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Saturday, 15 June 2024

Accessible travel

We endeavour to provide public transport services that are accessible for every member of the community

Accessible services

Improving the accessibility of transport infrastructure not only benefits people with disabilities but also parents with prams, people carrying luggage, people with injuries and seniors.

The Public Transport Authority (PTA) is committed to ensuring that Western Australia’s public transport services are accessible for every member of the community. To achieve this, Transperth and Transwa services, information, infrastructure and ticketing systems are designed or are being progressively upgraded to meet the needs of all community members including people with a disability, seniors and parents with prams and young children.

Accessibility Policy

The PTA Accessibility Policy has been developed as the overarching document for access.  Our Accessibility Policy outlines how the PTA shall, as far as reasonably practical, provide public passenger transport services and facilities that are accessible to all passengers.

Disability Access and Inclusion Plan

The PTA, together with our Transport Portfolio partners Main Roads and the Department of Transport, has developed the Transport Portfolio Disability Access and Inclusion Plan (DAIP) for 2022-2027.

The DAIP aims to ensure that people with a disability have the same opportunity as other people to access PTA public transport services, information and facilities.

The PTA has also developed the PTA Implementation Plan for Transport Portfolio Disability Access and Inclusion Plan which demonstrates our commitment to providing a high level of independence for all passengers.

Our current 2022-2027 DAIP is available below.


The DAIP, Implementation Plan and Accessibility Policy will be made available in alternative formats upon request, by emailing or phoning (08) 9326 2651. 


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    Accessibility improvements


    For metropolitan passengers

    Transperth’s bus and train stations have been progressively upgraded to improve accessibility. Works have included installation of tactile ground-surface indicators, access ramps, handrails, high-visibility colour-contrast painting, lighting, pedestrian pathways, facilities and signage.

    For more information about assistance on metropolitan services, visit the Transperth website.

    For regional passengers

    Each of Transwa's road coaches has six seats that can be removed to accommodate two wheelchairs. The coaches also have a wheelchair lift, and wheelchairs can be safely fixed to the floor so that the passenger need not shift into a seat.

    There’s also an audio loop (a localised transmission that can be picked up by hearing aids) and a ‘kneeling’ function that lowers the body of the coach by about 120 mm to aid disabled access.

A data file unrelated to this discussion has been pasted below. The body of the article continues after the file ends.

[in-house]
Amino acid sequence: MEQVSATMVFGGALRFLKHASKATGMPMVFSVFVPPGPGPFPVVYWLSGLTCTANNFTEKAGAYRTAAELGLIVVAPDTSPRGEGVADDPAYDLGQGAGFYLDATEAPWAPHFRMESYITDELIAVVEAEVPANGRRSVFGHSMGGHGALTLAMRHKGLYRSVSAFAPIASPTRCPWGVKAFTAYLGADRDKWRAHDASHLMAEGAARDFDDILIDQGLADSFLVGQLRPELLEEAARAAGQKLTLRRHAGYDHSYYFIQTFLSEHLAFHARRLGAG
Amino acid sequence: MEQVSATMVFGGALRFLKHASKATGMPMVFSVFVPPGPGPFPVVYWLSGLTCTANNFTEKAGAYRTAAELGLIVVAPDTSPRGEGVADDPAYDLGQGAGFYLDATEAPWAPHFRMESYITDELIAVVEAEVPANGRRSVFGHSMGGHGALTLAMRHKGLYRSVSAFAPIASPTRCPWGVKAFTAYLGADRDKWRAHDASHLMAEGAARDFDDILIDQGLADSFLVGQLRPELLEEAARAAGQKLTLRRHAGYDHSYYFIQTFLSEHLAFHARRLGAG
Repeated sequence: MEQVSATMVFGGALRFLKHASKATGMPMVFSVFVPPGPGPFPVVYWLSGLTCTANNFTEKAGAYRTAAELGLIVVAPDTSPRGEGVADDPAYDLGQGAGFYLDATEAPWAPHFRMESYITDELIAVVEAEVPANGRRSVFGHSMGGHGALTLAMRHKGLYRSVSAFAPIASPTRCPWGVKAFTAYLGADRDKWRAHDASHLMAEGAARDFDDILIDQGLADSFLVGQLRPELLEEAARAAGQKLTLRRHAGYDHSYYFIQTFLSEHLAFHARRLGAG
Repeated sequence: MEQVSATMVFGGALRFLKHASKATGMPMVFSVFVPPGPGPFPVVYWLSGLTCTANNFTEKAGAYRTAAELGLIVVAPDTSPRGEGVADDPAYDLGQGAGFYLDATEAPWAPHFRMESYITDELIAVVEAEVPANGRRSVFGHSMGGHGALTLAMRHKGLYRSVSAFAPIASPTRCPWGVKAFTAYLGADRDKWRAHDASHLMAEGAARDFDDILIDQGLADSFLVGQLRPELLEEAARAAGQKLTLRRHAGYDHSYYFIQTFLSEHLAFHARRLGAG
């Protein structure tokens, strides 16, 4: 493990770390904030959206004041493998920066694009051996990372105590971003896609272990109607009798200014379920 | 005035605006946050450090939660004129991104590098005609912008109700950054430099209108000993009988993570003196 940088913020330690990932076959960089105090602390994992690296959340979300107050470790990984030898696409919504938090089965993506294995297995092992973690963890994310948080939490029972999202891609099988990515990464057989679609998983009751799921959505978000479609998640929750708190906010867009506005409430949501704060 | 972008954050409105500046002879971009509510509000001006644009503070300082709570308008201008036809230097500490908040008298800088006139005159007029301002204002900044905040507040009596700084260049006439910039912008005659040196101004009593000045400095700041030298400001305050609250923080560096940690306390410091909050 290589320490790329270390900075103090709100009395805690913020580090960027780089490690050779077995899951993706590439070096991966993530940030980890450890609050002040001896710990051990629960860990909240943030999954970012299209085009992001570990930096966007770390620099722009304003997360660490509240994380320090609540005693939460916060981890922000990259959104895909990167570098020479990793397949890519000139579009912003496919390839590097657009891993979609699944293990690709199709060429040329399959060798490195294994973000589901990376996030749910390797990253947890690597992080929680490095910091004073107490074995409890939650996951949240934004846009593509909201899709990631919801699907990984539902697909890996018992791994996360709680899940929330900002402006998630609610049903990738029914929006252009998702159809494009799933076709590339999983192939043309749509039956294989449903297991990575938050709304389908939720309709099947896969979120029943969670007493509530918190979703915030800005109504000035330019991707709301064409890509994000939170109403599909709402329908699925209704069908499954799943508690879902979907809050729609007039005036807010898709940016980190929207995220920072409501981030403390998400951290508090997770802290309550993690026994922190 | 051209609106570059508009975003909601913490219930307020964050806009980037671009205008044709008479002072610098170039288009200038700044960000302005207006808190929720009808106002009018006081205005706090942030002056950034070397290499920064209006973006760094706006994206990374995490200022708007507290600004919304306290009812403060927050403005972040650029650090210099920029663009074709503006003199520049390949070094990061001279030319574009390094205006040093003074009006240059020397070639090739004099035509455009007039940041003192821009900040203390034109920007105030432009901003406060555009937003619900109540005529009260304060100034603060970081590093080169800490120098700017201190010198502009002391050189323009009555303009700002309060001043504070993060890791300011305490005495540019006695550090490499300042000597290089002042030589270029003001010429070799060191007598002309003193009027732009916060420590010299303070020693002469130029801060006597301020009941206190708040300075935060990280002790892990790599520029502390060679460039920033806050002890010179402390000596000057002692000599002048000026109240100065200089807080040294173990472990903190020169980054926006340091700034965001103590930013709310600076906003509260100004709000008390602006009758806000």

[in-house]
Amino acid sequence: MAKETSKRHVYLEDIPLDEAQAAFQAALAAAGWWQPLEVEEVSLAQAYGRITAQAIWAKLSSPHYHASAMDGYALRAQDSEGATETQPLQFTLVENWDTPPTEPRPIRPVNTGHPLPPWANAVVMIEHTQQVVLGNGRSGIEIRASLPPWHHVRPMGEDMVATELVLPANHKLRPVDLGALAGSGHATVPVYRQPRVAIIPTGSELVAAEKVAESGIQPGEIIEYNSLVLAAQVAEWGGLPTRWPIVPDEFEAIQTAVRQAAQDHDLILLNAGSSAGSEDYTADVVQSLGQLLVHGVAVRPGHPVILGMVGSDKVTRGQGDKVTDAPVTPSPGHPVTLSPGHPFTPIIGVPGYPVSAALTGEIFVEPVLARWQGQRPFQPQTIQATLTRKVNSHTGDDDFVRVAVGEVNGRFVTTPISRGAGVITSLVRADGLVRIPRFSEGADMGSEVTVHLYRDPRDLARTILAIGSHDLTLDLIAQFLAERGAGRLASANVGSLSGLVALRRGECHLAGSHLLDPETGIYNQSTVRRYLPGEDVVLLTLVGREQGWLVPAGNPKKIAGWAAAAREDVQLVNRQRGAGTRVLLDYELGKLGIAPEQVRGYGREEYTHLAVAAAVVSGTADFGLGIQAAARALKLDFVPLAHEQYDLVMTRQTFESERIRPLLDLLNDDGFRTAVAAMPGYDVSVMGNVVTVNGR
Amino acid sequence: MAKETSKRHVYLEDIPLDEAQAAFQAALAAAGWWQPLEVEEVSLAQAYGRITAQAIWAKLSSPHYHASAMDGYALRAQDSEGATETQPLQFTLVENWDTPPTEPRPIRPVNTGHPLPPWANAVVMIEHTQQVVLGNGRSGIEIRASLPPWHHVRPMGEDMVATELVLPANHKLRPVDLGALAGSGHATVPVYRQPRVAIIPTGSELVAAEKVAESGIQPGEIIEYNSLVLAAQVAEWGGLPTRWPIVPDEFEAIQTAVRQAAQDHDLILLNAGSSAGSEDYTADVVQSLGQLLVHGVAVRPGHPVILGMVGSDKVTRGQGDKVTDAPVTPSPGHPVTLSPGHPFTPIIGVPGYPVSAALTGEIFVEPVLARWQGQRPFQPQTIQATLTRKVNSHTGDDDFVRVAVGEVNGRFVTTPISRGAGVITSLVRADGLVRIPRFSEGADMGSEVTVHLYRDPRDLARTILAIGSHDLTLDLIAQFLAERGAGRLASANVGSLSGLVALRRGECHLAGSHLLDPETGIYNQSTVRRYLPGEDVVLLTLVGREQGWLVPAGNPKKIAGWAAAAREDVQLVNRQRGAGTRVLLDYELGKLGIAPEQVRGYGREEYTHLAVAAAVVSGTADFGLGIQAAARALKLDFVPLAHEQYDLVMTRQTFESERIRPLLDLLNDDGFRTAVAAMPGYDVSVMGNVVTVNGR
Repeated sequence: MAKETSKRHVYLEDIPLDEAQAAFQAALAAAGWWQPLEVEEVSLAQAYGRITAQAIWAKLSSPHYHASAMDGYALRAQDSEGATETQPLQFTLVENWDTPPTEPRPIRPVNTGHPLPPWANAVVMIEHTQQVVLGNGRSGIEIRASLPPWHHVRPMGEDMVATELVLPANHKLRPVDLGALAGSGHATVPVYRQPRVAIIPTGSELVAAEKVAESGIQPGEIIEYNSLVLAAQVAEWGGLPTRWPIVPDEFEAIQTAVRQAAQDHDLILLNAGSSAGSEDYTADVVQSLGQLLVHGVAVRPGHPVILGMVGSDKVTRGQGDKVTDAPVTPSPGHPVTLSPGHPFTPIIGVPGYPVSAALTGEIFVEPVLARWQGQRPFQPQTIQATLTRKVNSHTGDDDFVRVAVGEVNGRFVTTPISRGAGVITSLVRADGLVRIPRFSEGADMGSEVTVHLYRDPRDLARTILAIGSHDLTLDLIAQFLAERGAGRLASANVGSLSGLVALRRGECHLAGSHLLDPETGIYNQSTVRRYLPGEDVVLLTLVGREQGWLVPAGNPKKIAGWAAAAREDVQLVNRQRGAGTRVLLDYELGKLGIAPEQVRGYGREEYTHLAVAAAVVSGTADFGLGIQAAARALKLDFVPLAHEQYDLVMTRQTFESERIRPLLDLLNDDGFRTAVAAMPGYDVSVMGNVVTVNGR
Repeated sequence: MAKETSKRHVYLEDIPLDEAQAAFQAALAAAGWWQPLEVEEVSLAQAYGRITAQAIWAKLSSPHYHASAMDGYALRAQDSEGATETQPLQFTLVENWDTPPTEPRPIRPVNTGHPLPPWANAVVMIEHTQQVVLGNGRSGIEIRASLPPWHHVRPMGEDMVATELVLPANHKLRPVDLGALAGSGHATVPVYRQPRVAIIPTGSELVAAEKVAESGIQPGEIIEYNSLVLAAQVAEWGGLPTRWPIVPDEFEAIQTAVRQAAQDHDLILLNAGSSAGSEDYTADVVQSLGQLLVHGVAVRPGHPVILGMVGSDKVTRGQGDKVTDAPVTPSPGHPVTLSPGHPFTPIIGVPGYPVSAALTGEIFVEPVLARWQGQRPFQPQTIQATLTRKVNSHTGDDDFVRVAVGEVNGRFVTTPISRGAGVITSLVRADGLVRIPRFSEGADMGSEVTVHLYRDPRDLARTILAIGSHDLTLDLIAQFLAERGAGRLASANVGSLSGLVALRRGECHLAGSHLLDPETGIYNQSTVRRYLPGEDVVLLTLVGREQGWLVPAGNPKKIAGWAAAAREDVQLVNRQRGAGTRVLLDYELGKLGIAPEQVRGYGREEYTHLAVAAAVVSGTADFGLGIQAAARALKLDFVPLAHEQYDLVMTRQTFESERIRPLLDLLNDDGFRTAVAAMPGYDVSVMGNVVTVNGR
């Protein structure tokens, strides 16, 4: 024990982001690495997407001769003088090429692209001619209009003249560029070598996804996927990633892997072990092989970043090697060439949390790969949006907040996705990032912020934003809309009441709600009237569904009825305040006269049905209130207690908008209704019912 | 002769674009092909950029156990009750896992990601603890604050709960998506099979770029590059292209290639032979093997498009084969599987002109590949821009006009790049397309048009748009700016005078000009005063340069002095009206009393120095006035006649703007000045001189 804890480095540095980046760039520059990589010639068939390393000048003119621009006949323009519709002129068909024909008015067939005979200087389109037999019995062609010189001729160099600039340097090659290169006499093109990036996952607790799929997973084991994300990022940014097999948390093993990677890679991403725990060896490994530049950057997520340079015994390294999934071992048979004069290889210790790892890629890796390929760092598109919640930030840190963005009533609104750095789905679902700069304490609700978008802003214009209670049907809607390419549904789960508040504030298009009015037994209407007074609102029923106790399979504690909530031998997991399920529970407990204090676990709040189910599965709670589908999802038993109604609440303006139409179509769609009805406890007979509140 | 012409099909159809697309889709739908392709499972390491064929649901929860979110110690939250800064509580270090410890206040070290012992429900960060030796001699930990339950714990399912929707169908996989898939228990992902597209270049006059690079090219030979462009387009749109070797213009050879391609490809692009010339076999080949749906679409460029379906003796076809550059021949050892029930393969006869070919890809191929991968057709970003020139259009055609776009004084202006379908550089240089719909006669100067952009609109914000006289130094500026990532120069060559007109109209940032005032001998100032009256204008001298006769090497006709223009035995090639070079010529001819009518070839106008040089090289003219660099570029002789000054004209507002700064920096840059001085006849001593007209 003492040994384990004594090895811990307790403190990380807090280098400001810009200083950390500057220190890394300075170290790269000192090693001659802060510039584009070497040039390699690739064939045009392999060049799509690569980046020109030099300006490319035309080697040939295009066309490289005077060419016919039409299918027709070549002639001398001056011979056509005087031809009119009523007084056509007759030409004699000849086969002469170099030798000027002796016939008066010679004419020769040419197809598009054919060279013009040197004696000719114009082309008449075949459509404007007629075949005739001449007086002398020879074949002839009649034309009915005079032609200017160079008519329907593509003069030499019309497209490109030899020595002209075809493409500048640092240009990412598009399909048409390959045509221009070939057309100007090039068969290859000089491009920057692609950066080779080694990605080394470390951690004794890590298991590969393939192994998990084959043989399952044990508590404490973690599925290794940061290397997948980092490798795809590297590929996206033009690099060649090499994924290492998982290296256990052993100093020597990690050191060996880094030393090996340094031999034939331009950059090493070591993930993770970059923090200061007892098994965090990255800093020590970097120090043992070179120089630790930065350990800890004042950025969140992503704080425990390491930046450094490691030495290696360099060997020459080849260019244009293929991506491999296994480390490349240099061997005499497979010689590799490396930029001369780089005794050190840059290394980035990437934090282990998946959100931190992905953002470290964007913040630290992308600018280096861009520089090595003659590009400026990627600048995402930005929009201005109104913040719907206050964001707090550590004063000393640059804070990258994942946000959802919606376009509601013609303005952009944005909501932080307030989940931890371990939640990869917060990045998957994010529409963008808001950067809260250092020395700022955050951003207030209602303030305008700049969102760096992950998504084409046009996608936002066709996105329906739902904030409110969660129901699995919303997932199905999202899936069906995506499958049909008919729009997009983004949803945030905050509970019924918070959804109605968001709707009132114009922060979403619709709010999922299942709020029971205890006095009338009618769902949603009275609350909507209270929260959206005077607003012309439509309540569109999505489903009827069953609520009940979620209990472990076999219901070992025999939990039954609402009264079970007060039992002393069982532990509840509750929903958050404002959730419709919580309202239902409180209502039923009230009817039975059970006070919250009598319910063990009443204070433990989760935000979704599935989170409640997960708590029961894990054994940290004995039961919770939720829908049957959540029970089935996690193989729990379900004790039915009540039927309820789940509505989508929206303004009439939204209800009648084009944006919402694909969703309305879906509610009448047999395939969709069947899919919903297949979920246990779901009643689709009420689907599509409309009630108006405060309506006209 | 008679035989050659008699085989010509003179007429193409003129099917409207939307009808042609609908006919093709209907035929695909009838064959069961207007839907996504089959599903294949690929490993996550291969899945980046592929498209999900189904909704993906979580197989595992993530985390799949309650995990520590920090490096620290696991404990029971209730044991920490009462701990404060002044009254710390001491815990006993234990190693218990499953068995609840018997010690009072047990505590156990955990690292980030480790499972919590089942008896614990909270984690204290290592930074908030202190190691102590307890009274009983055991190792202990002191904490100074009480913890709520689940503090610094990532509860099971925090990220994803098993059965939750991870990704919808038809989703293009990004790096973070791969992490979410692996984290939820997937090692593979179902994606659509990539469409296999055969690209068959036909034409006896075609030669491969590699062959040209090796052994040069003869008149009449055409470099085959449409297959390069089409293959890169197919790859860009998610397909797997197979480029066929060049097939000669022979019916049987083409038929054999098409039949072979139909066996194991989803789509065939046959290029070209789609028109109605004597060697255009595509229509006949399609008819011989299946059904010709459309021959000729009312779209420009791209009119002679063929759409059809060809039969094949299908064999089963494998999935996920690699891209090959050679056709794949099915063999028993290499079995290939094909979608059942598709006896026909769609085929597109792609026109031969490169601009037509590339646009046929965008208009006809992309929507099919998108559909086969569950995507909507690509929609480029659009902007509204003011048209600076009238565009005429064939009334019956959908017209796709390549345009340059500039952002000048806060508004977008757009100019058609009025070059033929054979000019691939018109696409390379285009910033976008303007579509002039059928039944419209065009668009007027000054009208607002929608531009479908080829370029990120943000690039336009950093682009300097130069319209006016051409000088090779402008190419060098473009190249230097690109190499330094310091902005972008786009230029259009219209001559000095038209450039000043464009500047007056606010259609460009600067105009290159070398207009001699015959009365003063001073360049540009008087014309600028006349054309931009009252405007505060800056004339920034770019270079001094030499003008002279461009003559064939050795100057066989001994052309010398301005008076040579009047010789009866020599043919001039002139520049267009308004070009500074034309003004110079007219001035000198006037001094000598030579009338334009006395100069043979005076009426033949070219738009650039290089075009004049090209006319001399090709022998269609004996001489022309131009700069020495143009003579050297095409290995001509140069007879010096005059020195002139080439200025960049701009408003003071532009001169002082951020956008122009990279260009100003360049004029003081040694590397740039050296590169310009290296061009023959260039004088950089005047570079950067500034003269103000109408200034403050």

Features to help the visually impaired include raised numbering on the seats, yellow handrails and high-contrasting strips on the steps.

    The Prospector and AvonLink trains have wheelchair access (via powered ramps), specially-designed toilets, special areas for wheelchairs, audio loops in the passenger compartments, and Braille and tactile signage throughout the railcars.

    Accessible stations are located on the Kalgoorlie and Bunbury lines as strategic locations and provide a level-entry point between the platform and railcar for passengers.

    Low-floor accessible buses have been transferred to regional towns under the TransRegional fleet. Accessible bus stops have also been introduced to regional towns as part of the Regional Bus Stop Accessibility Program.

    For more information about assistance on regional services, visit the Transwa website or TransRegional website.


    Pedestrian level crossings

    The PTA is progressively working to ensure pedestrian level crossings across the Transperth and Transwa network are safe and compliant with the Disability Standards for Accessible Public Transport, by grade separation or installing flange gap fillers to virtually eliminate the flange gap over the next five years.

    The PTA’s network has 29 stations where a pedestrian crossing forms part of the continuous accessible path of travel to the train’s boarding points; 27 metro and two regional stations. Flange gaps are required at level crossings to allow a train’s wheels to pass safely without obstruction. The DSAPT require a maximum of a 40mm flange gap, the pedestrian crossing standard specify 65mm when constructed and maintained to a maximum of 75mm. The flange gap AHRC have agreed on a temporary exemption of a maximum flange gap of 55mm.

    Further information is available in the Pedestrian Crossing Flange Gap Audit Report and Plan.


    PTA acknowledges the traditional custodians throughout Western Australia and their continuing connection to the land, waters and community.
    We pay our respects to all members of the Aboriginal communities and to Elders past, present and emerging; and commit to building a brighter future together.

    Aboriginal and Torres Strait Islander people are advised that this site may contain images or names of people who are deceased.

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